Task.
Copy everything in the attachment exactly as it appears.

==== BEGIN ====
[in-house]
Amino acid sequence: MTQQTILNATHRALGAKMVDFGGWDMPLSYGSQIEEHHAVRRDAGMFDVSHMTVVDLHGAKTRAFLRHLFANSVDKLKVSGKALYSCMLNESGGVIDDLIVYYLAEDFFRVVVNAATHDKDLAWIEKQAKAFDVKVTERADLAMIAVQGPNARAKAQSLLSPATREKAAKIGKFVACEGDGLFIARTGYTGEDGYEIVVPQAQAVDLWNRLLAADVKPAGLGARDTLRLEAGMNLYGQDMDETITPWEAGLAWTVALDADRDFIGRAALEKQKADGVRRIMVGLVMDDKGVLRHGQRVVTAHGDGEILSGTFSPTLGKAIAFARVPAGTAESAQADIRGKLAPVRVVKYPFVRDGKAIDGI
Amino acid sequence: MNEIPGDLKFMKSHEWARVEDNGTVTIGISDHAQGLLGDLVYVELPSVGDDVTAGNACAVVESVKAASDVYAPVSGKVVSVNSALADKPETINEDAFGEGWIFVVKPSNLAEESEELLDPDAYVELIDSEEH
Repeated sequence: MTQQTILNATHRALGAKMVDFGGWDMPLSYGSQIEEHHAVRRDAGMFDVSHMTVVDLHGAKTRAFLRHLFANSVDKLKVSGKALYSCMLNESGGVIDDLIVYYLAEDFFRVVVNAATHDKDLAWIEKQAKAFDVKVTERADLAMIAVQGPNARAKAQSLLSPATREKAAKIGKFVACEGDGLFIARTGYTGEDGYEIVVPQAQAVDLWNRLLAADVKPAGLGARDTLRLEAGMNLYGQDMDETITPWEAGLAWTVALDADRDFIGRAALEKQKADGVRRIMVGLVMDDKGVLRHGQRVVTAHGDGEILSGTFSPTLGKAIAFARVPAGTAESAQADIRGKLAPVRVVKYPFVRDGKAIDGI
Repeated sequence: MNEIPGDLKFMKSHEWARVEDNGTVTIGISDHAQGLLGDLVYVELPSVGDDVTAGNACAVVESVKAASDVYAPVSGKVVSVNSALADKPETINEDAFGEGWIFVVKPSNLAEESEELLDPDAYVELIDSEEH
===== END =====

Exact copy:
[in-house]
Amino acid sequence: MTQQTILNATHRALGAKMVDFGGWDMPLSYGSQIEEHHAVRRDAGMFDVSHMTVVDLHGAKTRAFLRHLFANSVDKLKVSGKALYSCMLNESGGVIDDLIVYYLAEDFFRVVVNAATHDKDLAWIEKQAKAFDVKVTERADLAMIAVQGPNARAKAQSLLSPATREKAAKIGKFVACEGDGLFIARTGYTGEDGYEIVVPQAQAVDLWNRLLAADVKPAGLGARDTLRLEAGMNLYGQDMDETITPWEAGLAWTVALDADRDFIGRAALEKQKADGVRRIMVGLVMDDKGVLRHGQRVVTAHGDGEILSGTFSPTLGKAIAFARVPAGTAESAQADIRGKLAPVRVVKYPFVRDGKAIDGI
Amino acid sequence: MNEIPGDLKFMKSHEWARVEDNGTVTIGISDHAQGLLGDLVYVELPSVGDDVTAGNACAVVESVKAASDVYAPVSGKVVSVNSALADKPETINEDAFGEGWIFVVKPSNLAEESEELLDPDAYVELIDSEEH
Repeated sequence: MTQQTILNATHRALGAKMVDFGGWDMPLSYGSQIEEHHAVRRDAGMFDVSHMTVVDLHGAKTRAFLRHLFANSVDKLKVSGKALYSCMLNESGGVIDDLIVYYLAEDFFRVVVNAATHDKDLAWIEKQAKAFDVKVTERADLAMIAVQGPNARAKAQSLLSPATREKAAKIGKFVACEGDGLFIARTGYTGEDGYEIVVPQAQAVDLWNRLLAADVKPAGLGARDTLRLEAGMNLYGQDMDETITPWEAGLAWTVALDADRDFIGRAALEKQKADGVRRIMVGLVMDDKGVLRHGQRVVTAHGDGEILSGTFSPTLGKAIAFARVPAGTAESAQADIRGKLAPVRVVKYPFVRDGKAIDGI
Repeated sequence: MNEIPGDLKFMKSHEWARVEDNGTVTIGISDHAQGLLGDLVYVELPSVGDDVTAGNACAVVESVKAASDVYAPVSGKVVSVNSALADKPETINEDAFGEGWIFVVKPSNLAEESEELLDPDAYVELIDSEEH